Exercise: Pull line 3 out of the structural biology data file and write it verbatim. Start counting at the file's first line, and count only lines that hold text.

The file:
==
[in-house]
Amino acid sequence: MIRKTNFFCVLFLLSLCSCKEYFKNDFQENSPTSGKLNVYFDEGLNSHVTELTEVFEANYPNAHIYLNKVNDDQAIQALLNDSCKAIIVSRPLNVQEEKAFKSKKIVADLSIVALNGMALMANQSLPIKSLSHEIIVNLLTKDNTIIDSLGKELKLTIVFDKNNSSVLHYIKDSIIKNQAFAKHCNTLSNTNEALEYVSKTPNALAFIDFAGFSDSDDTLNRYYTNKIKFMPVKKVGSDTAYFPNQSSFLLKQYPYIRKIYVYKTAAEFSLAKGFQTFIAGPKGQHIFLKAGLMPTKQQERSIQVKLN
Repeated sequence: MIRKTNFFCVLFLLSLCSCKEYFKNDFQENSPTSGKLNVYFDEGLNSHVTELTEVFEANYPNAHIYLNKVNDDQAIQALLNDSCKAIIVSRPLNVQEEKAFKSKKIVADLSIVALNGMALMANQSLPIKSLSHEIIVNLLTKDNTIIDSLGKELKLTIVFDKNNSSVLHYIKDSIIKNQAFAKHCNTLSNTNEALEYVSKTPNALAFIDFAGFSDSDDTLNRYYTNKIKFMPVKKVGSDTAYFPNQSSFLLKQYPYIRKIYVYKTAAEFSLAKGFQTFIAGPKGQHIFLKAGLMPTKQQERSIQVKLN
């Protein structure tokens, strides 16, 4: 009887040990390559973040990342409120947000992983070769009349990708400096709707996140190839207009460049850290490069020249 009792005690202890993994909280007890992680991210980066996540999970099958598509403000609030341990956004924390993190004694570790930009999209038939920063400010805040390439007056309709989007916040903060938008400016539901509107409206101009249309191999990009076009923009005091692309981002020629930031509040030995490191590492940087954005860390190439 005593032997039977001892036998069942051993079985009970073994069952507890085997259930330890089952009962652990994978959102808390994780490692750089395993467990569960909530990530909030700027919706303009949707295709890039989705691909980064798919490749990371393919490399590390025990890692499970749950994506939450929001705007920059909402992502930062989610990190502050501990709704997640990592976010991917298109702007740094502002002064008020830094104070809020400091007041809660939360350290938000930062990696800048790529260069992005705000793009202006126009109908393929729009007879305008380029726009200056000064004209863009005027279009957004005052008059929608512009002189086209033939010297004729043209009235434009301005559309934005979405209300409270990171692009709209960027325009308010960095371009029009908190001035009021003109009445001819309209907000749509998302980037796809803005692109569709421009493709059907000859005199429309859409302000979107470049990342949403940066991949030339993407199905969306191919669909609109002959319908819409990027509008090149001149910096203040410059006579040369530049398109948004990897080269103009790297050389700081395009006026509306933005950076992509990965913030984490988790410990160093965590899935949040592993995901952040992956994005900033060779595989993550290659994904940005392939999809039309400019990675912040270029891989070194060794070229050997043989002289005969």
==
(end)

Repeated sequence: MIRKTNFFCVLFLLSLCSCKEYFKNDFQENSPTSGKLNVYFDEGLNSHVTELTEVFEANYPNAHIYLNKVNDDQAIQALLNDSCKAIIVSRPLNVQEEKAFKSKKIVADLSIVALNGMALMANQSLPIKSLSHEIIVNLLTKDNTIIDSLGKELKLTIVFDKNNSSVLHYIKDSIIKNQAFAKHCNTLSNTNEALEYVSKTPNALAFIDFAGFSDSDDTLNRYYTNKIKFMPVKKVGSDTAYFPNQSSFLLKQYPYIRKIYVYKTAAEFSLAKGFQTFIAGPKGQHIFLKAGLMPTKQQERSIQVKLN